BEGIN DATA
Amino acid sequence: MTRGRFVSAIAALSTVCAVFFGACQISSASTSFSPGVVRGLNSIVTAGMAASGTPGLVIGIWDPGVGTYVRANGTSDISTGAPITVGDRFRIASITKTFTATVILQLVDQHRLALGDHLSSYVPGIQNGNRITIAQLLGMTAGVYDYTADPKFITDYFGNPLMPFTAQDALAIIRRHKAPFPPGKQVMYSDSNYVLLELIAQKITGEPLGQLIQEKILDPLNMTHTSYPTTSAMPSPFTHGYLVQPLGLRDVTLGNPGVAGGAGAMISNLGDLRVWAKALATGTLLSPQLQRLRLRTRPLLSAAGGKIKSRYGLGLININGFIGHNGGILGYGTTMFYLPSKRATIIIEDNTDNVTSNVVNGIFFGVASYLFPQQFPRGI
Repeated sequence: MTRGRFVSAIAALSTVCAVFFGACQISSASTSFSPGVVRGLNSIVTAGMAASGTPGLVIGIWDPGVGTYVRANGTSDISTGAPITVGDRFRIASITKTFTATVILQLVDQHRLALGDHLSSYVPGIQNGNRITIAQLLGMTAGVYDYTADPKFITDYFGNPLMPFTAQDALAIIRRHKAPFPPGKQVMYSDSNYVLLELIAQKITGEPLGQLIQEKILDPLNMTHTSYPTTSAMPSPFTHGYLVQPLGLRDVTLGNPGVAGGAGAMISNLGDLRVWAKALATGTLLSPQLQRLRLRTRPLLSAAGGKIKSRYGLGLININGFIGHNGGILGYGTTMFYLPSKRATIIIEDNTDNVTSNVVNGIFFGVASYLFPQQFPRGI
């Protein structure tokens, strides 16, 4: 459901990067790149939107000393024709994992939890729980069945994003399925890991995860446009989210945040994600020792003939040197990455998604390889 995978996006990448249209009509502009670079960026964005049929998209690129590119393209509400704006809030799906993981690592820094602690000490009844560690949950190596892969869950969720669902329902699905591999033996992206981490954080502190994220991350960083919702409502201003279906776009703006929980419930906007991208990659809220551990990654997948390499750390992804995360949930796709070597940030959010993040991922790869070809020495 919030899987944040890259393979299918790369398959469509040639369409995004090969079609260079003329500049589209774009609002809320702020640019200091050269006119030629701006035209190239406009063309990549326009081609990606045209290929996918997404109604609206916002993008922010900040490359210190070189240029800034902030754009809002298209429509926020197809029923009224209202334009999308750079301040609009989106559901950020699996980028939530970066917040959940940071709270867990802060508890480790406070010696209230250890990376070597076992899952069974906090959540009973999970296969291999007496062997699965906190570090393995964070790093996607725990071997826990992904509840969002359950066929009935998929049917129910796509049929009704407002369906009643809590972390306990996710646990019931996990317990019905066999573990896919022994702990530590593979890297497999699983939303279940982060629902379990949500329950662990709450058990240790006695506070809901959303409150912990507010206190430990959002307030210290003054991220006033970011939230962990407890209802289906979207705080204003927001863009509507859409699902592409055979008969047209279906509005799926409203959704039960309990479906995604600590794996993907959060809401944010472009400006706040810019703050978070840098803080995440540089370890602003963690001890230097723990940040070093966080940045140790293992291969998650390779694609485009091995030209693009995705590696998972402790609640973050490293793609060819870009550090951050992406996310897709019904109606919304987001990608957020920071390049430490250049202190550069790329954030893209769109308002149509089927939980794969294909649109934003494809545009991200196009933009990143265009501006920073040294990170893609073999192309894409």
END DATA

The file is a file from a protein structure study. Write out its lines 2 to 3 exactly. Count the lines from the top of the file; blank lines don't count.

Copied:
Repeated sequence: MTRGRFVSAIAALSTVCAVFFGACQISSASTSFSPGVVRGLNSIVTAGMAASGTPGLVIGIWDPGVGTYVRANGTSDISTGAPITVGDRFRIASITKTFTATVILQLVDQHRLALGDHLSSYVPGIQNGNRITIAQLLGMTAGVYDYTADPKFITDYFGNPLMPFTAQDALAIIRRHKAPFPPGKQVMYSDSNYVLLELIAQKITGEPLGQLIQEKILDPLNMTHTSYPTTSAMPSPFTHGYLVQPLGLRDVTLGNPGVAGGAGAMISNLGDLRVWAKALATGTLLSPQLQRLRLRTRPLLSAAGGKIKSRYGLGLININGFIGHNGGILGYGTTMFYLPSKRATIIIEDNTDNVTSNVVNGIFFGVASYLFPQQFPRGI
């Protein structure tokens, strides 16, 4: 459901990067790149939107000393024709994992939890729980069945994003399925890991995860446009989210945040994600020792003939040197990455998604390889 995978996006990448249209009509502009670079960026964005049929998209690129590119393209509400704006809030799906993981690592820094602690000490009844560690949950190596892969869950969720669902329902699905591999033996992206981490954080502190994220991350960083919702409502201003279906776009703006929980419930906007991208990659809220551990990654997948390499750390992804995360949930796709070597940030959010993040991922790869070809020495 919030899987944040890259393979299918790369398959469509040639369409995004090969079609260079003329500049589209774009609002809320702020640019200091050269006119030629701006035209190239406009063309990549326009081609990606045209290929996918997404109604609206916002993008922010900040490359210190070189240029800034902030754009809002298209429509926020197809029923009224209202334009999308750079301040609009989106559901950020699996980028939530970066917040959940940071709270867990802060508890480790406070010696209230250890990376070597076992899952069974906090959540009973999970296969291999007496062997699965906190570090393995964070790093996607725990071997826990992904509840969002359950066929009935998929049917129910796509049929009704407002369906009643809590972390306990996710646990019931996990317990019905066999573990896919022994702990530590593979890297497999699983939303279940982060629902379990949500329950662990709450058990240790006695506070809901959303409150912990507010206190430990959002307030210290003054991220006033970011939230962990407890209802289906979207705080204003927001863009509507859409699902592409055979008969047209279906509005799926409203959704039960309990479906995604600590794996993907959060809401944010472009400006706040810019703050978070840098803080995440540089370890602003963690001890230097723990940040070093966080940045140790293992291969998650390779694609485009091995030209693009995705590696998972402790609640973050490293793609060819870009550090951050992406996310897709019904109606919304987001990608957020920071390049430490250049202190550069790329954030893209769109308002149509089927939980794969294909649109934003494809545009991200196009933009990143265009501006920073040294990170893609073999192309894409």